Guard Dog Blog

on Livestock Guardian Dogs and small farm life…

Do you love me?

6 Comments

The pups have started to separate into two distinct groups, one that loves to see us coming and the other that doesn’t really give a damn.  Interestingly, the pups who bound up to us (and any visitors) have among them some of the most shy pups from last week. They have all received the same amount of interaction and handling. This got me thinking on one of my most favorite, yet sorely under-discussed topics: innate canine human orientation.

Birch

Birch, captain of the human-loving team.

 

Many canine obsessed people such as myself will refer to dogs as “people oriented”, and point out the level of that orientation that is clearly visible.  Labrador Retrievers and Border Collies come to mind when we talk about dogs who consistently respond positively to most people and seem easy to direct.  Great Pyrenees and Siberian Huskies do not.

Some trainers perpetuate the idea that a dog’s willingness to engage with people rests solely on the skill of the handler, regardless of breed or type.   They believe that all dogs should respond equally well to training and attempts at engagement, placing all of the onus for this on the handler.  Interestingly, according to a study by Gacsi, McGreevy, Kara and Miklosi published in 2009, nothing could be further from the truth.   In contrast to Hare’s study of wolves and dogs which concluded that dogs covergently evolved social skills with humans than wolves did because they possess a far superior ability to follow pointing gestures, Miklosi et al’s study looked at whether the pointing gesture is followed equally well across different breeds.  Not surprisingly, they found that certain type of dog breeds were less able to follow the gestures, leading them to conclude that the ability of a dog to respond to human communication is more a result of selection pressure and less the result of being of a certain species.

Spruce and Alder

Spruce and Alder. Alder is firmly in the “humans are optional” camp.

Miklosi et al set out to prove that dogs who have undergone selection pressure to work more cooperatively with people will naturally show a higher natural ability to engage with us.  The results of their work do support this hypothesis and lead us to bigger questions about the intelligence of the dogs we live and work with as well as whether we can ever rightly conclude that handler engagement is a one way street.  As many dogs who readily respond to human interaction are prized and selected above others as possessing a superior intellect, how will that affect the dogs of the future?  How can we change our view of less people oriented dog types or breeds so that their full abilities can be appreciated?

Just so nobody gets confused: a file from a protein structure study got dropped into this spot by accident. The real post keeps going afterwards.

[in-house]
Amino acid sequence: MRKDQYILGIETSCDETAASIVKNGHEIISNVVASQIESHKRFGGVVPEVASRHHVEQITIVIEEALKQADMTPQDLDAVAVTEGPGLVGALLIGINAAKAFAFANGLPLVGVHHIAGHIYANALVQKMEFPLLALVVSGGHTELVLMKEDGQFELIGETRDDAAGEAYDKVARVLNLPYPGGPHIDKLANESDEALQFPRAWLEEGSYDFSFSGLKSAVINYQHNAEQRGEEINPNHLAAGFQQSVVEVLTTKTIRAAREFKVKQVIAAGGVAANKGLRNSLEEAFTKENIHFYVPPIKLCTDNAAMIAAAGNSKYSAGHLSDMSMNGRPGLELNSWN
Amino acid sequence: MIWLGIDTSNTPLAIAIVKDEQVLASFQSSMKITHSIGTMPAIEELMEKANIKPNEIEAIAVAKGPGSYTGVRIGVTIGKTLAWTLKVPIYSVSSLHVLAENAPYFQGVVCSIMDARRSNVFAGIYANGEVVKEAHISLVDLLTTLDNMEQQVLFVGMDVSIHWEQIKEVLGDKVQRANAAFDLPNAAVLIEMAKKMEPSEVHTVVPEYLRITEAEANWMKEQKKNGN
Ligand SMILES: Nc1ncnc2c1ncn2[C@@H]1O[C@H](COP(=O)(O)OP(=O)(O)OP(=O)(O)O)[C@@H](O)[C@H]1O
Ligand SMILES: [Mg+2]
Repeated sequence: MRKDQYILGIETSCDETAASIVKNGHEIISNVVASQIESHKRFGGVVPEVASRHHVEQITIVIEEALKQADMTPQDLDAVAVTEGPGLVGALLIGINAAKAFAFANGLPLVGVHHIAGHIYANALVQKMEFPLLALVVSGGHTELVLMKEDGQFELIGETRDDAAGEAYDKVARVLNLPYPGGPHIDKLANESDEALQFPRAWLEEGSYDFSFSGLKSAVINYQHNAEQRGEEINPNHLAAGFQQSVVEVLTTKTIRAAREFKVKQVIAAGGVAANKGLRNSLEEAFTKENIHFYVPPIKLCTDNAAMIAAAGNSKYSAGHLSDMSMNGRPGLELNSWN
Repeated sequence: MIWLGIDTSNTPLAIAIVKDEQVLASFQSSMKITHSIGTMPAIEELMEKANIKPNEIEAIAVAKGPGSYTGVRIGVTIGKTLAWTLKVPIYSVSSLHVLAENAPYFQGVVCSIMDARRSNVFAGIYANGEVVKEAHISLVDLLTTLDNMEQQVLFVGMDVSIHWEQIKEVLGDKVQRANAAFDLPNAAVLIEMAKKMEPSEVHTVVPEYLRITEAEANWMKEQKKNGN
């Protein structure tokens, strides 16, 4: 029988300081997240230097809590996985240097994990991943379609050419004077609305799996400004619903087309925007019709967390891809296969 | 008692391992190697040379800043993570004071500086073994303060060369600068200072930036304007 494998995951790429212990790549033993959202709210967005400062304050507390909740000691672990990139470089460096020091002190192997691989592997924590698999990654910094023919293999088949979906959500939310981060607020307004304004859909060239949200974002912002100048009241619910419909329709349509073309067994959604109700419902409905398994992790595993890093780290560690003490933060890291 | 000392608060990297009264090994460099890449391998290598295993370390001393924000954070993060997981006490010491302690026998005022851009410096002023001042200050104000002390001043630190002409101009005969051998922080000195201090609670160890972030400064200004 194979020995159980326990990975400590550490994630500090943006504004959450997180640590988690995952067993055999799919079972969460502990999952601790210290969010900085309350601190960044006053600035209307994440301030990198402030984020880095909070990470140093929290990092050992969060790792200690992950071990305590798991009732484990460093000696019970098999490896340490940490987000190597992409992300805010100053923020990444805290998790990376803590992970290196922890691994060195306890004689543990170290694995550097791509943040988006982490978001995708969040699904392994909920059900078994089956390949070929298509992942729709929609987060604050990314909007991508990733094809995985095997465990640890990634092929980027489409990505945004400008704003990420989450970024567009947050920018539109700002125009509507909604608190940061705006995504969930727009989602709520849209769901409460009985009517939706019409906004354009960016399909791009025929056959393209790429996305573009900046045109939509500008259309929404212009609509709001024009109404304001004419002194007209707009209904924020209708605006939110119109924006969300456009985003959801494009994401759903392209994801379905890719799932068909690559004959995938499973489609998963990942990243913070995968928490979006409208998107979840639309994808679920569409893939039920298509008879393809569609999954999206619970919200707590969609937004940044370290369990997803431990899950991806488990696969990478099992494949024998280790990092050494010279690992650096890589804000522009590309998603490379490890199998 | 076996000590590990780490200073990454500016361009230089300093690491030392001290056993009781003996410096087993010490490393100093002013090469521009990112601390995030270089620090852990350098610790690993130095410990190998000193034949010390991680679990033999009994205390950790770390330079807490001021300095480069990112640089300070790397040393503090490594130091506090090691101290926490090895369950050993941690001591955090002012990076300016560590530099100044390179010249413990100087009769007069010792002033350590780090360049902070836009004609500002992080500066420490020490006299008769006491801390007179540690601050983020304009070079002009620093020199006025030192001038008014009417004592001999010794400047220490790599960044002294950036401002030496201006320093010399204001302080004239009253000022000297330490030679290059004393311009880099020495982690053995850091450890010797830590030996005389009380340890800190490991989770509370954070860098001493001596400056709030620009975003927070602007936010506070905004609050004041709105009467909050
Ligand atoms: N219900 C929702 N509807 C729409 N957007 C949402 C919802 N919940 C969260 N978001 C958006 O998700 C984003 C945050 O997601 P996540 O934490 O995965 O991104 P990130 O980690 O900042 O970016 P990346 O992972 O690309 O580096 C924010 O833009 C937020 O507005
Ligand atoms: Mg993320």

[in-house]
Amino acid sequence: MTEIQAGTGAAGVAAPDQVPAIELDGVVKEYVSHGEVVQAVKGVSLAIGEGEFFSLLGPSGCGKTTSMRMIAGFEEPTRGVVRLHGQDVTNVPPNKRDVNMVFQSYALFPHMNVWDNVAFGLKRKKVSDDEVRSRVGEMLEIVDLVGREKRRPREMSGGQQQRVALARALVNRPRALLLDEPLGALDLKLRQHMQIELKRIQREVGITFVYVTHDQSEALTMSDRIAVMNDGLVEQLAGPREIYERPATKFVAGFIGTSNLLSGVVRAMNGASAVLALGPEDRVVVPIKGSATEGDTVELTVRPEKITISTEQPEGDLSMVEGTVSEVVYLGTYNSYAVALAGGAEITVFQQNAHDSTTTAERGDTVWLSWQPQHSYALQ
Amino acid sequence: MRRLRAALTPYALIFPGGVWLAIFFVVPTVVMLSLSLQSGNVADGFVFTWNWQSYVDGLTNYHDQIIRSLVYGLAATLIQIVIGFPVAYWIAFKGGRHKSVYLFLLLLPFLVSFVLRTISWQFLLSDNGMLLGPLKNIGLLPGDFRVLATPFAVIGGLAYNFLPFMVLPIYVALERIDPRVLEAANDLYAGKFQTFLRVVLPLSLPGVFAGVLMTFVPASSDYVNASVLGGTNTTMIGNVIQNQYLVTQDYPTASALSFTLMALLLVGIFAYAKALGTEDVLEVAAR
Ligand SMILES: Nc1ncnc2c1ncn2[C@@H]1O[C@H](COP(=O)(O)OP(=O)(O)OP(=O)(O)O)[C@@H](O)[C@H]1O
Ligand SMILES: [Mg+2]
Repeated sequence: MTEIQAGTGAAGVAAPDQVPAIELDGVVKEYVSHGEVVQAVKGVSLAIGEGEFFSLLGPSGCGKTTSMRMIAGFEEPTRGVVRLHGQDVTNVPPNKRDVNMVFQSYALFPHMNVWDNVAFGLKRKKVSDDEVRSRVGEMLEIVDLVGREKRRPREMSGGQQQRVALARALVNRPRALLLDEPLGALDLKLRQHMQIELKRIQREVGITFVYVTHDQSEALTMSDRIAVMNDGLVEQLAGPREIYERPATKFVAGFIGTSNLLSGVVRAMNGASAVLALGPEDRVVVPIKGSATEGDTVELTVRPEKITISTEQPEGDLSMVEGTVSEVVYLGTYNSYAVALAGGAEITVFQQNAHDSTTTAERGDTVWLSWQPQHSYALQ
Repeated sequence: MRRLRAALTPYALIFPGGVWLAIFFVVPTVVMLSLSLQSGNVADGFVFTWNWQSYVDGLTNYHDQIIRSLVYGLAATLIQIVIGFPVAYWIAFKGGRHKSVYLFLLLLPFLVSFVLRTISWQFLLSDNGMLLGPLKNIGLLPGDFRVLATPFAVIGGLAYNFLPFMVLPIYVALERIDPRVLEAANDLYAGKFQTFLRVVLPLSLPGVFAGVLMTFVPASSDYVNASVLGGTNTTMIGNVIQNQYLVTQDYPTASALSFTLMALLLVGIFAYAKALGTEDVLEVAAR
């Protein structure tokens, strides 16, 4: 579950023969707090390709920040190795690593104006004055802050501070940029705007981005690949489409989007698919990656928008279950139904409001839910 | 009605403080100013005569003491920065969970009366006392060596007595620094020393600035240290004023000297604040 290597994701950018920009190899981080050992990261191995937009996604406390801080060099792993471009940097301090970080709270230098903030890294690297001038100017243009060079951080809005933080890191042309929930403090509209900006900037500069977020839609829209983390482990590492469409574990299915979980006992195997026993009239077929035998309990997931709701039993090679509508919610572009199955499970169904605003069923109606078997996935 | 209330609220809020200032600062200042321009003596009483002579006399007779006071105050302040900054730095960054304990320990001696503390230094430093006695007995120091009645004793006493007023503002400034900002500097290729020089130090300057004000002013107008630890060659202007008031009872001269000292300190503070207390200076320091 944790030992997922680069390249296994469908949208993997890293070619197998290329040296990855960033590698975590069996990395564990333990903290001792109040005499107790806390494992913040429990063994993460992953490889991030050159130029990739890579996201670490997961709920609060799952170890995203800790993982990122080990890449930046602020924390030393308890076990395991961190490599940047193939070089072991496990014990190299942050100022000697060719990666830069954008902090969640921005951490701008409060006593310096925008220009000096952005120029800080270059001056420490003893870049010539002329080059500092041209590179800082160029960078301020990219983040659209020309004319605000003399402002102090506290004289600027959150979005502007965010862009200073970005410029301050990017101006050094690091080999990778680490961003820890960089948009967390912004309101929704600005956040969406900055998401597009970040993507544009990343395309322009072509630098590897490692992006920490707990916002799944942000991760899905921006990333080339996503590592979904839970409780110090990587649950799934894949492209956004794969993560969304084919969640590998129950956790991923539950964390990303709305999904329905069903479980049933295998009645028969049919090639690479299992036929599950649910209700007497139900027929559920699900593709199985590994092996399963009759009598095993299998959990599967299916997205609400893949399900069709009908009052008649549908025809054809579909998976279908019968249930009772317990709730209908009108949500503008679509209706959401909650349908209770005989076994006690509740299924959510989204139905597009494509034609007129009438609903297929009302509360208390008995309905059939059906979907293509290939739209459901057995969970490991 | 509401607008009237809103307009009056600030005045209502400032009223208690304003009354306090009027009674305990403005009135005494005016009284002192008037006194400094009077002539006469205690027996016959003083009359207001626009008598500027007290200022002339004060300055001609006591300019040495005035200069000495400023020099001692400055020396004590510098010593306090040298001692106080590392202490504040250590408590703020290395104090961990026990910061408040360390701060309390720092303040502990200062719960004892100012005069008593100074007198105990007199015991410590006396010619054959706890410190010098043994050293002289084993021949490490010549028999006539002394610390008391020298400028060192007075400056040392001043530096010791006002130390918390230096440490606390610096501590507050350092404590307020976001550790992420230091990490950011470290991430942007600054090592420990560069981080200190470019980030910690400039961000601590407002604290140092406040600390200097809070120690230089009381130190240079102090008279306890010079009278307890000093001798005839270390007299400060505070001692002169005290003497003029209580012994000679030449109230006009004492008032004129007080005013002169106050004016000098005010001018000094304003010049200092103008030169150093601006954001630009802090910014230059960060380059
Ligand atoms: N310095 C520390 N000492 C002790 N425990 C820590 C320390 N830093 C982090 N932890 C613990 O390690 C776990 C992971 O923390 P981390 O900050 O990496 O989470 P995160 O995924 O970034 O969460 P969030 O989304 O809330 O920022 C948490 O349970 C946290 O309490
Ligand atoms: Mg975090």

The fascinating thing for me in observing and interacting with this particular set of pups is how the innate preference for human interaction is showing itself so early, and so definitively in what we believe to be the 8th week of life.  It’s amazing how experiences like this, which were never intended to happen, can enlighten us on subjects that we never might have had a stake in otherwise.

Family portrait

Family portrait

 

Author: offleash

Small farmer, student of canine life, advocate, animal rehab and behavior specialist.

6 thoughts on “Do you love me?

  1. I always kind of saw it as wolves just don’t accept the direction as much. A wolf can be tamed, can even get used to “dog work” (especially if it is hunting, patrolling or heavy exercise work) but GRRM had it right when he said, “A man might befriend a wolf, even break a wolf, but no man could truly tame a wolf.” A lot of the spitz, primitive and pariah breeds you kind of see levels of intermediate “Oh, a human. I guess… I’ll sit for you if you give me treats?” level a wolf basically has, but a little less extreme as with wolves in typicality. Also, to shed the philosophical, that is freaking adorable.

  2. I have boxers and they are extremely people oriented since they are little puppies (though not so obedient as shepherds). From the time they are 3 weeks old (and sometimes sooner) they are fascinated by humans. As soon as they see you, they are here. If you sit down on the floor, they are all over you, etc.

  3. Great article. Of our two dogs, one is a “humans are optional”* kind of dog, very smart and stubborn who always has her own plans mapped out. The other dog is a sucker for love and attention, very cute but also very naive, in need of a lot of everyday attention and encouragement and being told what to do.

    Our “Humans are optional” dog was originally “rescued” from a remote desert village where dogs roam free and ownership is a fairly loose concept, so selection is for survival in a harsh environment, in addition to for human companionship.

    *I love that expression, it is spot on.

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